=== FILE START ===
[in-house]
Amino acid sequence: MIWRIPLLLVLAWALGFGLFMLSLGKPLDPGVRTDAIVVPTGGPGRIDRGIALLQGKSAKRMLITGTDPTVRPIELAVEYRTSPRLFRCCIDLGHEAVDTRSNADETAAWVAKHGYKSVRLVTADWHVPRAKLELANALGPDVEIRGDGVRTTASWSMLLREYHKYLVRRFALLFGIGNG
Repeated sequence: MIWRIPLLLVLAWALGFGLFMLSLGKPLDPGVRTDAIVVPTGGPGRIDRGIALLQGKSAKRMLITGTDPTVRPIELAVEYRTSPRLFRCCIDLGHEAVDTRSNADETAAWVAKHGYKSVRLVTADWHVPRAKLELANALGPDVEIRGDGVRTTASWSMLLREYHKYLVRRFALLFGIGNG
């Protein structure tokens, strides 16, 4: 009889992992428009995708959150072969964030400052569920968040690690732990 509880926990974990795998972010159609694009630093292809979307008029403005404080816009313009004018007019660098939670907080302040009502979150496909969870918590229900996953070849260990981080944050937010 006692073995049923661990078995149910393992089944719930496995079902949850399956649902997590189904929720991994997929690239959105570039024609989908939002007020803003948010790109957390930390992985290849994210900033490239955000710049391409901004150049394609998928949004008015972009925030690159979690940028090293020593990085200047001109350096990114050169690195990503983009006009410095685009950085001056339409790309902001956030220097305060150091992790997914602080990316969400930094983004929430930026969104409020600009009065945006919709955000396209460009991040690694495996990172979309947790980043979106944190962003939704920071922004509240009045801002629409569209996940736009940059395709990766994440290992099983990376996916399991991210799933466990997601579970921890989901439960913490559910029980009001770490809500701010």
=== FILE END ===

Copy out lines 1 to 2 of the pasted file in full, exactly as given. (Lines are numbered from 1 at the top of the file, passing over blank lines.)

[in-house]
Amino acid sequence: MIWRIPLLLVLAWALGFGLFMLSLGKPLDPGVRTDAIVVPTGGPGRIDRGIALLQGKSAKRMLITGTDPTVRPIELAVEYRTSPRLFRCCIDLGHEAVDTRSNADETAAWVAKHGYKSVRLVTADWHVPRAKLELANALGPDVEIRGDGVRTTASWSMLLREYHKYLVRRFALLFGIGNG